Admissions officers gather, pontificate


As the financial markets twist in the increasingly uncertain winds and while your college application deadlines begin to approach, admissions officers are gathered in Seattle debating heady issues of the day. I’ll try to cover several of the hot topics in the coming days, including a new report on how schools should use the SAT (that looks A LOT like a report from 1999), perceived and real issues in financial aid, the role of parents in the process, and a variety of other issues related to access to higher education.

One of the most interesting places at the conference is the massive vendor exhibit hall, where dozens of companies explain how their products are the best ones to help us convince you to consider our schools. You won’t see the kind of swag you might expect at a private industry tradeshow, although I was happy that some new honors program (I think maybe trying to compete with National Honors Society) has toy lions that I think my six year old will appreciate. I felt ok accepting it as a gift, since I have no influence whatsoever over what kind of honors program any high school offers, and told them so. Apparently they’re worried they’ll have a lot of lions left over. I was also excited to get silly putty from the ACT booth. I’m the state representative for Virginia to the national ACT assembly, and administer the largest score optional admissions program in the country, so I don’t think I’ve committed a breach of integrity by taking some silly putty home with me.

A number of the vendors provide ways to get your name – some for outright purchase, others in what’s called “lead generation”, where they get you to tell them you’re interested in Mason (of course you are!) and then sell me your “pre-qualified” name. The coolest of these has a huge wii game system set up to entice us into the booth (kicked your tail in tennis, Ryan!).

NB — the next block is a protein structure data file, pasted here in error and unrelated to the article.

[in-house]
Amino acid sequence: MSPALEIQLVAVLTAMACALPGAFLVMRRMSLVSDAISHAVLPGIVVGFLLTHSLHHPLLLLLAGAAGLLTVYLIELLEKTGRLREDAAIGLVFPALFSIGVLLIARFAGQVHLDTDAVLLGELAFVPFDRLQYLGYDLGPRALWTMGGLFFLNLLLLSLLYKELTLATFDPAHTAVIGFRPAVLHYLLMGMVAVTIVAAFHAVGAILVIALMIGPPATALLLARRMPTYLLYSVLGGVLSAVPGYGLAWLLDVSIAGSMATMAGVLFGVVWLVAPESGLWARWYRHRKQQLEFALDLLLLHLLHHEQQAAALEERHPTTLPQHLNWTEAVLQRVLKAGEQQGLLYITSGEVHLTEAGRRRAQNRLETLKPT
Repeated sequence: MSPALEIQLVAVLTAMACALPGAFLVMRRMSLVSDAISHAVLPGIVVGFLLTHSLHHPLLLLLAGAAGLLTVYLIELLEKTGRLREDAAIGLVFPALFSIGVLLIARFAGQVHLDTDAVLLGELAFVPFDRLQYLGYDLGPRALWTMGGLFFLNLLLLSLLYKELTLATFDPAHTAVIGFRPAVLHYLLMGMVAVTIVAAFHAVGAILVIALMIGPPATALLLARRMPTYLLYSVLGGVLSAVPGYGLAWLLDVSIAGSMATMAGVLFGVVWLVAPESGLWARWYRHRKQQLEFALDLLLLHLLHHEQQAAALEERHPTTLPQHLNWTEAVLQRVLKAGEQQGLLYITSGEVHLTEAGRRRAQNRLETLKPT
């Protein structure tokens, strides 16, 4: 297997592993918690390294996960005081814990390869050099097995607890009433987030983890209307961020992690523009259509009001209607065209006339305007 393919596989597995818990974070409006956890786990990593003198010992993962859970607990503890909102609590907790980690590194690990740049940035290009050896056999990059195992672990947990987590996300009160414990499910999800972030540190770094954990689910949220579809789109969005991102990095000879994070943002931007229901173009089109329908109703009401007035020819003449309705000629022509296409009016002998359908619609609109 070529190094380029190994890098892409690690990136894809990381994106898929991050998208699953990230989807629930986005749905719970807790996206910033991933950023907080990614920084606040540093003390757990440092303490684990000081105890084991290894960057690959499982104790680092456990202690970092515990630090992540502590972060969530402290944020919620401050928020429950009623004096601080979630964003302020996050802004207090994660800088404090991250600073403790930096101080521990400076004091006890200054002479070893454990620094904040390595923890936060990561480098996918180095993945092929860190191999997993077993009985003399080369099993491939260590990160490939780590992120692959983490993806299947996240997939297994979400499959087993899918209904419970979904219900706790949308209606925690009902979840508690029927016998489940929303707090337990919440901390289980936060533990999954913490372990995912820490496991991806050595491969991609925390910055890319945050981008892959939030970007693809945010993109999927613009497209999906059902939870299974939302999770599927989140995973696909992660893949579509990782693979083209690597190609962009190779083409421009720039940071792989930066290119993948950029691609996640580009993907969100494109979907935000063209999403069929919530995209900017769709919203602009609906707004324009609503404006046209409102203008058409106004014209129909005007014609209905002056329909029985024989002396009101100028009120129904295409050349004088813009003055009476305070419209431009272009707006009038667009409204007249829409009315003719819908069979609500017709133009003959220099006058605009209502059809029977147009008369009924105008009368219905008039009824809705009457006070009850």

The hot “new” marketing toy this year is text messaging services. Look for a lot of opportunities for you to communicate with potential schools via your mobile device. I know – u can’t wait!

I’ll try to highlight some of the cooler websites and tools that I found, but my favorite is currently The Education Conservancy. The sites isn’t exactly cutting edge, but the group seeks to try to improve the ethical level of the profession and process of admissions – a great goal (and the founder, Lloyd Thacker, is a great guy. One of those people I greatly admire even when we totally disagree).

Speaking of places I disagree with Lloyd, I had a chance to meet with Bob Morse, the head of the rankings at US News and World Report. Despite Lloyd’s feelings to the contrary (Education Conservancy HATES the ranking systems – believes them to be something approaching evil), Bob is a really great guy with very entertaining perspectives on the admissions process. I’ll write a bit more about the rankings (beyond bragging about Mason), but suffice it to say that I think Bob and the US News crew do the best they can to provide a reasonable service, while recognizing that their mission is to provide accurate information that SELLS MAGAZINES (which they do spectacularly well), not to fix the admissions process. The trouble for me is when students are mislead about how to use the rankings (look at the data and see for yourself if their criteria relate to what you want from a school) and WORSE when colleges and universities change their whole direction to try to manipulate those rankings.